HEATHER CREAMER WRITES — While Chinese-based social media app Tik Tok is changing the social media landscape, world leaders are growing concerned about the effect it may have on national security. Even as the app was under almost constant threats of banishment by the former U.S. president due to the fact that it is a product of China, Tik Tok has grown exponentially in popularity over the past few years, and especially since the pandemic began in early 2020.

Many TikTok users credit the algorithm for TikTok’s success and admit that the way the content on their “For You” page is curated by the algorithm is impressive. This may be why Forbes values the free app at approximately $50 billion. TikTok is projected to make $1 billion dollars in revenue in 2020, just short six years after its first version (then called went live.

There’s a catch, though. To create this algorithm capable of curating content so specifically, data from its millions of users must be mined. That includes information such as users’ location, shopping tendencies, internet search history, phone contacts, media subscriptions and so on. Corporations such as Amazon and Wells Fargo have already issued orders advising employees to keep the TikTok app off of company devices.

And this concern extends beyond the United States, with leaders of other nations such as India and Australia. India already went so far as to ban TikTok and other China-based apps back in June of 2020.

While some may argue that these fears are rooted in xenophobic rhetoric and Western idealization, there does seem to be real merit to the argument, especially when you take into account China’s laws surrounding business data. Andrew Hastie, the Chair of Australia’s  Parliamentary Joint Committee on Intelligence and Security said “China’s National Intelligence Law of 2017 means the Chinese Government can compel businesses to share information with them.” This certainly causes concern, as ownership of the data of 500 million users could threaten the national security of nations around the world, not only the United States.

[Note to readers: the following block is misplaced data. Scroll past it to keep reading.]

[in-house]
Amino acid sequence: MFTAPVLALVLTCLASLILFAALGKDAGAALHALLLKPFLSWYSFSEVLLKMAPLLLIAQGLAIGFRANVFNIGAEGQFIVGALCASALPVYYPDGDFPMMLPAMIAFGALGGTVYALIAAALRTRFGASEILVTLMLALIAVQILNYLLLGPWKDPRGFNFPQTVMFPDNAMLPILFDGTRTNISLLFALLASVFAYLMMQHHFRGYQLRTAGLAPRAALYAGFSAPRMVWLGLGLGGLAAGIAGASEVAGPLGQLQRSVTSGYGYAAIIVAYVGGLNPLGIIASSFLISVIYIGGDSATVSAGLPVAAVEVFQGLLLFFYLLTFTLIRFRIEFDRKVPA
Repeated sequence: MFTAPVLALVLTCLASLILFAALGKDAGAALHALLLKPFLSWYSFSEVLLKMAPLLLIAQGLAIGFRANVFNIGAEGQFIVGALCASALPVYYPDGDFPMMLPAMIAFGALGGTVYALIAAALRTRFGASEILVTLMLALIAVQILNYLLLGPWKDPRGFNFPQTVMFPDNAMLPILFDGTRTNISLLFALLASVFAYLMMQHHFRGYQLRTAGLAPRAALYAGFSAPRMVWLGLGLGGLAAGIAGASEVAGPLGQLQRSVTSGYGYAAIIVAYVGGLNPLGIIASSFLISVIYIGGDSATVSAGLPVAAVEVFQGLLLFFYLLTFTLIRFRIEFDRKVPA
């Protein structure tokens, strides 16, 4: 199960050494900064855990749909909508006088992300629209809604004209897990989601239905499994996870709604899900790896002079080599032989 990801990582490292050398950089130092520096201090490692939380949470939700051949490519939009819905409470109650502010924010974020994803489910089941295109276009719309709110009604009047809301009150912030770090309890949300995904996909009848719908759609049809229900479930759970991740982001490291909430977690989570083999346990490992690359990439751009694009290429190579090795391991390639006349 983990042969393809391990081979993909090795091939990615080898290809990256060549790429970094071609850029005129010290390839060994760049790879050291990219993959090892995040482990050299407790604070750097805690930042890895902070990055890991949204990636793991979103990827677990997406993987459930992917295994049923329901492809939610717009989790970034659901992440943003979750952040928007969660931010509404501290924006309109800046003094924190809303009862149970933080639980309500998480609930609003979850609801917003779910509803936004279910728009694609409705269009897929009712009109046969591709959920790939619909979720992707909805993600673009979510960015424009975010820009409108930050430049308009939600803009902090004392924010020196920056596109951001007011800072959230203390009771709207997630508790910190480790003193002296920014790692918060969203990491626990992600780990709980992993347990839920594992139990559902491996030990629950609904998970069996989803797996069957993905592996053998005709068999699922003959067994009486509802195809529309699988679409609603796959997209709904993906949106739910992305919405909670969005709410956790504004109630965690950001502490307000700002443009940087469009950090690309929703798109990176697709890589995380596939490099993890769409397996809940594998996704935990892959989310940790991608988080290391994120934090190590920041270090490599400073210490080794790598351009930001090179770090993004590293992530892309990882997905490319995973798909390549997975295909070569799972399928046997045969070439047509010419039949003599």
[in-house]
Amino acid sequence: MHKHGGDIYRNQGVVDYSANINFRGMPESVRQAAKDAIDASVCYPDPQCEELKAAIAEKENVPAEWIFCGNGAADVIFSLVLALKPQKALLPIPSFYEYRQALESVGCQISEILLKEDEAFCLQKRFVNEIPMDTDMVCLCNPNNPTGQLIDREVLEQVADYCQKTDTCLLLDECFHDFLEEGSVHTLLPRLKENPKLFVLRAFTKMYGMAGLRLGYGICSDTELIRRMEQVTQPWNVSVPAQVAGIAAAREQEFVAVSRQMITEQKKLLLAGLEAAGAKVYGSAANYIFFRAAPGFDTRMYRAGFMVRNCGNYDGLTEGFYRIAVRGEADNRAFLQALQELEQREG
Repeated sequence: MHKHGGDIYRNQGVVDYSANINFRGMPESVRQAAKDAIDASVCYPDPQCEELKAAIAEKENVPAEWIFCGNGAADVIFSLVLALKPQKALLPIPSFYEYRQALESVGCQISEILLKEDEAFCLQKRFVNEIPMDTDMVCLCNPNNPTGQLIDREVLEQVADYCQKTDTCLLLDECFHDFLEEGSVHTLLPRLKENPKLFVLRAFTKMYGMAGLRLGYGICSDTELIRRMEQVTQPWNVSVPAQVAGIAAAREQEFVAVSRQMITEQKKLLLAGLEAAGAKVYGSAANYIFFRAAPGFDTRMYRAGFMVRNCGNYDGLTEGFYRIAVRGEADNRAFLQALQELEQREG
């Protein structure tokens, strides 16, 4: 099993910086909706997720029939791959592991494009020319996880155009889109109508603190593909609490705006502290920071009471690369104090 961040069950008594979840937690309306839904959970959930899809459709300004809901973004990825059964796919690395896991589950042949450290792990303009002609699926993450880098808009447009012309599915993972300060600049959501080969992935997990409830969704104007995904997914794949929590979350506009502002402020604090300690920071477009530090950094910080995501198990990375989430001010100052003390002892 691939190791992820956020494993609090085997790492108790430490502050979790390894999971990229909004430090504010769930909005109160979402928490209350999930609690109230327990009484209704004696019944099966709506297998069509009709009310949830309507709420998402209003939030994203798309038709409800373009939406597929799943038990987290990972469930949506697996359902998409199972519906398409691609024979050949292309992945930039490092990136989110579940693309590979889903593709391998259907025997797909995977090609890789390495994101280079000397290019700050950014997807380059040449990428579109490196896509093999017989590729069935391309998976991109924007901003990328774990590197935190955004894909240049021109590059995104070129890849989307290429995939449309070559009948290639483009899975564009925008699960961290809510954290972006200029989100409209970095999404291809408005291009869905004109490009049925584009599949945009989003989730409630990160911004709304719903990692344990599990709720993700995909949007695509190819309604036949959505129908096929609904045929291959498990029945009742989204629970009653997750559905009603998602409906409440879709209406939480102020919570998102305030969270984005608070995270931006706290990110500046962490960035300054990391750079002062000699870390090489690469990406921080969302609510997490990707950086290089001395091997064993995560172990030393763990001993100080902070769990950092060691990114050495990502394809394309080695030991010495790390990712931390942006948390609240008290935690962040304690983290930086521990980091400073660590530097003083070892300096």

Due to mounting pressure from various government officials globally, TikTok was about to be sold to in December 2020 with a strict deadline but with a new U.S. administration, things have changed. In November, CNN reported that ByteDance’s proposed solution was to strike a deal with Walmart and Oracle that would reorganize Tik Tok as a new global company headquartered in the United States, with US investors taking majority ownership. Former President Trump tentatively approved that deal in September, but the arrangement was never finalized. Now, with President Joe Biden in office, the deal has been shelved indefinitely pending further review.

Ultimately, TikTok is still live as of February 2021 and still growing in its number of users as well as popularity. Although the social media landscape and reach have changed greatly in just the past few years, current numbers and data still show that TikTok is a force to be reckoned with and is not about to fade into the sunset of the ever-changing social media scene.


  1. China was historically obsessive with having nothing to do with the outside Western world until its doors were forced open by Western intruders. The century of humiliation that followed was something the Chinese wanted to eradicate and they succeeded beyond human imagination. Historically too, China has always been a peaceful nation unlike the Western nations. What is it then to fear about a rising China? What evidence is there to suggest that China is threat to any country? All the rhetoric about Xinjiang, Hong Kong, Taiwan, Tibet etc were pure lies concocted by the West to demonize China. Even as regards the much maligned South China Sea, China did not occupy any inhabited island as it builds up its defences against what is clearly provocative American encroachments far beyond its borders. So why is China perceived as a threat to anybody?

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